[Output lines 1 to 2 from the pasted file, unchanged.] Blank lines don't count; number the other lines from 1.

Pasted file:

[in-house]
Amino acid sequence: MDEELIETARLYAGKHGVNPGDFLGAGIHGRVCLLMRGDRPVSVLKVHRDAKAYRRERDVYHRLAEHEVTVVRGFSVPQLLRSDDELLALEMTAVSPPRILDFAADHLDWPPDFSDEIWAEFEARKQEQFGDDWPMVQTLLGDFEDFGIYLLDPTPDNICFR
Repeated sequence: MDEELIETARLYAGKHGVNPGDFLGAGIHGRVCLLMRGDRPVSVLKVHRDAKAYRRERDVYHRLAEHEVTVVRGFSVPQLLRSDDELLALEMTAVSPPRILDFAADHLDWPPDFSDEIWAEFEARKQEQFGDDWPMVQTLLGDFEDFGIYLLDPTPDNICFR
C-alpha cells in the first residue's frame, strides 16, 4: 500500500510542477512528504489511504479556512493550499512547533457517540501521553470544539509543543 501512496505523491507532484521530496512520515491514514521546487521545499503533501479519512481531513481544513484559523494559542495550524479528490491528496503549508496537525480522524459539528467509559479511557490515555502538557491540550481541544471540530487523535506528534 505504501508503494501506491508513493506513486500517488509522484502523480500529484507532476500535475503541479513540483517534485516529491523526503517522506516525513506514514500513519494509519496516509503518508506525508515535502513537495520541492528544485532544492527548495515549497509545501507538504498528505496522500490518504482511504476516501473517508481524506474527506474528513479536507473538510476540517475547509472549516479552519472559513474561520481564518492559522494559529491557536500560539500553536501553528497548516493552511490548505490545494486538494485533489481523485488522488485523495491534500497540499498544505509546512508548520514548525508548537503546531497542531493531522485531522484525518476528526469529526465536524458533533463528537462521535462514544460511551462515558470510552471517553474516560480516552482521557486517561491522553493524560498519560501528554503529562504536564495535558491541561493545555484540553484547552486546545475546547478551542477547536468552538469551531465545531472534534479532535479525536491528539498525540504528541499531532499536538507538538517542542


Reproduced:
[in-house]
Amino acid sequence: MDEELIETARLYAGKHGVNPGDFLGAGIHGRVCLLMRGDRPVSVLKVHRDAKAYRRERDVYHRLAEHEVTVVRGFSVPQLLRSDDELLALEMTAVSPPRILDFAADHLDWPPDFSDEIWAEFEARKQEQFGDDWPMVQTLLGDFEDFGIYLLDPTPDNICFR